Tag Archives: #TeachingTuesday

Teaching field courses in a virtual setting

For many people it has been (and still is!) a huge hassle to quickly figure out ways to teach field courses in a covid-19 world, and I can relate so much! But I’m also getting more and more excited about the possibilities that are opening up when we think about fieldwork in a new way. And as I’ve been researching and teaching workshops for university teaching staff on how to transition field courses into a socially-distanced world, I have seen many exciting examples. In this blogpost, I want to share what I think is important to consider when transitioning field courses online, and some really amazing ways I’ve seen it done in the second half of the post.

Most importantly: Don’t despair, and don’t undermine whatever you end up doing!

Yes, we’d all prefer to be outside for our field courses, and not stuck to our home office, looking at our students’ faces in tiny moving stamps on a video call (at best) or talking into the wide, quiet void (at worst). There are many ways to bring fieldwork to life even in socially-distant settings, and even small “interventions” might have a large effect.

There are a couple of things we need to keep in mind:

Students might actually learn better in an unconventional setting

While we like to think that field courses are taught a certain way because they have been optimized for the specific learning outcomes, that might not actually always be the case. In many cases, they are just following a tradition without actually questioning it (and I’ll talk a little about why that is bad further down). And there are studies that show that sometimes virtual learning environments work better than traditional ones: Finkelstein (2005) showed for a direct current circuit laboratory that students who used simulated equipment outperformed students who went through a conventional lab course, both on a conceptual survey of the domain and in the coordinated tasks of assembling a real circuit and describing how it worked. So why would we assume that similar things might also be true for virtual field courses?

Virtual science is real science, too

Honestly, how many scientists do we know who are in the field every day or even only most of the time? Very very few. Most science these days happens virtually, whether data is acquired remotely, or whether scientists are using datasets that other people measured, or scientists working with numerical models. Virtual science is real science, too, and therefore even though it is not the only kind of science, maybe it’s helpful to convey to the students that while they are missing out on a fun experience (and certainly on some learning outcomes that we wish they had), they are still able to do real science.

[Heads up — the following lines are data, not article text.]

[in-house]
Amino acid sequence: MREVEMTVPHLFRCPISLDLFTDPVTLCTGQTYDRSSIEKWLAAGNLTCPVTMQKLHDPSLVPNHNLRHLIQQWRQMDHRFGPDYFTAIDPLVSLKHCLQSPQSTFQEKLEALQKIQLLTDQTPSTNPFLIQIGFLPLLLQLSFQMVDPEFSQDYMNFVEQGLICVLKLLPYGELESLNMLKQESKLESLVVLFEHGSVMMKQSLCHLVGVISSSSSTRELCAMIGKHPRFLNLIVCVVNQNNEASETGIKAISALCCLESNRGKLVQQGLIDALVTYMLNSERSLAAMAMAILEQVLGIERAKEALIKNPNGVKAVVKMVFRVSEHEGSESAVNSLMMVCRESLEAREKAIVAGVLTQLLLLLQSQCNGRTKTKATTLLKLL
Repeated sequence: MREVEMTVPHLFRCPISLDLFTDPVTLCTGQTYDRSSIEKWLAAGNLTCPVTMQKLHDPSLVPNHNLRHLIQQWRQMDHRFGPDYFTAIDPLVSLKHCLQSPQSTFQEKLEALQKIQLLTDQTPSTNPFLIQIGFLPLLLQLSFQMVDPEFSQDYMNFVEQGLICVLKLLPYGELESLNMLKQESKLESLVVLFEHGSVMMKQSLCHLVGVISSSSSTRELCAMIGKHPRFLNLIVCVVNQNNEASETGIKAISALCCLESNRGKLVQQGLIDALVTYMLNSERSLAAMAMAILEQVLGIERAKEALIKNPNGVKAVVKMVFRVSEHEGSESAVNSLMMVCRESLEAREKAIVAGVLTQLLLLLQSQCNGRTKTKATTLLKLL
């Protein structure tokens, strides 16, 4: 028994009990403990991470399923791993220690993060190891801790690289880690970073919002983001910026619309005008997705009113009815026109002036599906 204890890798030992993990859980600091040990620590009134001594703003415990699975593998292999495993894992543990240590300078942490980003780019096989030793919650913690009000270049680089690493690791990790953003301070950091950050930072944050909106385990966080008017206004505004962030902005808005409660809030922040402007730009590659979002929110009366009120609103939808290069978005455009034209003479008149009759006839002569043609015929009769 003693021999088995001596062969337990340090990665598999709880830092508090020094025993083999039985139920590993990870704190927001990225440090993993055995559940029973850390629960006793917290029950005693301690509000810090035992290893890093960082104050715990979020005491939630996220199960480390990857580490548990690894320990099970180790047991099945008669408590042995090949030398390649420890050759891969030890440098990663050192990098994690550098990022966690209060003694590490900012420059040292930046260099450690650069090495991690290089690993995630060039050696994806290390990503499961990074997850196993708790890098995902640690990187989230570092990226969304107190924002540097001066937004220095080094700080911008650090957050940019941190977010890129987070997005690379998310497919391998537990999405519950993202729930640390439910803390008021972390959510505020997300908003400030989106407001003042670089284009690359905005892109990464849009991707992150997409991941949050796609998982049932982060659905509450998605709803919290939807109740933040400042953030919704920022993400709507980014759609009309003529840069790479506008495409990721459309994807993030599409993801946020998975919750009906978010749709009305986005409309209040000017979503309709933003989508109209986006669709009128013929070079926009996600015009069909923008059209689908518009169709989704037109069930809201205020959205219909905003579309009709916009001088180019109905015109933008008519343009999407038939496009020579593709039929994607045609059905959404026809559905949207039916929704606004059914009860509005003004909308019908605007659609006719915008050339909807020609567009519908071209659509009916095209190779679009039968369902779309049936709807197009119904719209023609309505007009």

(On that note: Kitchen Oceanography is also science! Check out this post for proof…)

Don’t accidentally undermine your virtual field work

That said, while I think it’s important to be honest about what is lost — the travel to an exciting destination, the experience of being on a research ship, the smell of a certain weather pattern, the feeling of different temperatures and humidities than at home — we need to be super careful to not undermine whatever we end up teaching virtually. It’s maybe not our first choice to do it this way, and we might not have spent as much time preparing it as we would have liked, but constantly telling students what they are missing out on is not going to increase their motivation in a time that is already taxing on everybody.

What are field courses?

When I’m speaking about field courses here, what I envision are the kind of field courses I am familiar with in STEM education: Excursions where biologists investigate an ecosystem, sea practicals where oceanographer spend time on a research ship, trips where engineering students look at structures for coastal protection in situ — basically outdoor teaching.

Following the classification by Fedesco et al. (2020), those would all either fall into the categories of

  • collecting primary data/visiting primary sources”, where students enter an authentic, new-to-them research setting in order to do open-ended investigations on data that they generate while in the field, and where learning outcomes (partly — I would argue that many learning outcomes don’t) depend on the results of that data. Students are creating new knowledge and are actively participating in authentic research processes;